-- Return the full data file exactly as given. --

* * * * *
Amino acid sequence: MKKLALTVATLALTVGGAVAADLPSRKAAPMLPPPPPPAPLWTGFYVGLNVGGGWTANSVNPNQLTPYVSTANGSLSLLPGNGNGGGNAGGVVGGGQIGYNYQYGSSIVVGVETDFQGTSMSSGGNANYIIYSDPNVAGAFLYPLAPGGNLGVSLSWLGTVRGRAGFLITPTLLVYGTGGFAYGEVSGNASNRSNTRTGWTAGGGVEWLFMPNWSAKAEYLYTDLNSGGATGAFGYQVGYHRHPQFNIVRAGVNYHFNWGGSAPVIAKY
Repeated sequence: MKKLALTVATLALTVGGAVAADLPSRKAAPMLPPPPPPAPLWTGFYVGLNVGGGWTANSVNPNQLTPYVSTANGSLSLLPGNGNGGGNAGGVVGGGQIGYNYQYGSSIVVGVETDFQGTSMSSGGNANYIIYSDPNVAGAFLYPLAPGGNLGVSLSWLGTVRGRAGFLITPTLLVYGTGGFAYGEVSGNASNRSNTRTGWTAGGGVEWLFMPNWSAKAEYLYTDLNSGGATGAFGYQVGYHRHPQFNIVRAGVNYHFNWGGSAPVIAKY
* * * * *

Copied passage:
Amino acid sequence: MKKLALTVATLALTVGGAVAADLPSRKAAPMLPPPPPPAPLWTGFYVGLNVGGGWTANSVNPNQLTPYVSTANGSLSLLPGNGNGGGNAGGVVGGGQIGYNYQYGSSIVVGVETDFQGTSMSSGGNANYIIYSDPNVAGAFLYPLAPGGNLGVSLSWLGTVRGRAGFLITPTLLVYGTGGFAYGEVSGNASNRSNTRTGWTAGGGVEWLFMPNWSAKAEYLYTDLNSGGATGAFGYQVGYHRHPQFNIVRAGVNYHFNWGGSAPVIAKY
Repeated sequence: MKKLALTVATLALTVGGAVAADLPSRKAAPMLPPPPPPAPLWTGFYVGLNVGGGWTANSVNPNQLTPYVSTANGSLSLLPGNGNGGGNAGGVVGGGQIGYNYQYGSSIVVGVETDFQGTSMSSGGNANYIIYSDPNVAGAFLYPLAPGGNLGVSLSWLGTVRGRAGFLITPTLLVYGTGGFAYGEVSGNASNRSNTRTGWTAGGGVEWLFMPNWSAKAEYLYTDLNSGGATGAFGYQVGYHRHPQFNIVRAGVNYHFNWGGSAPVIAKY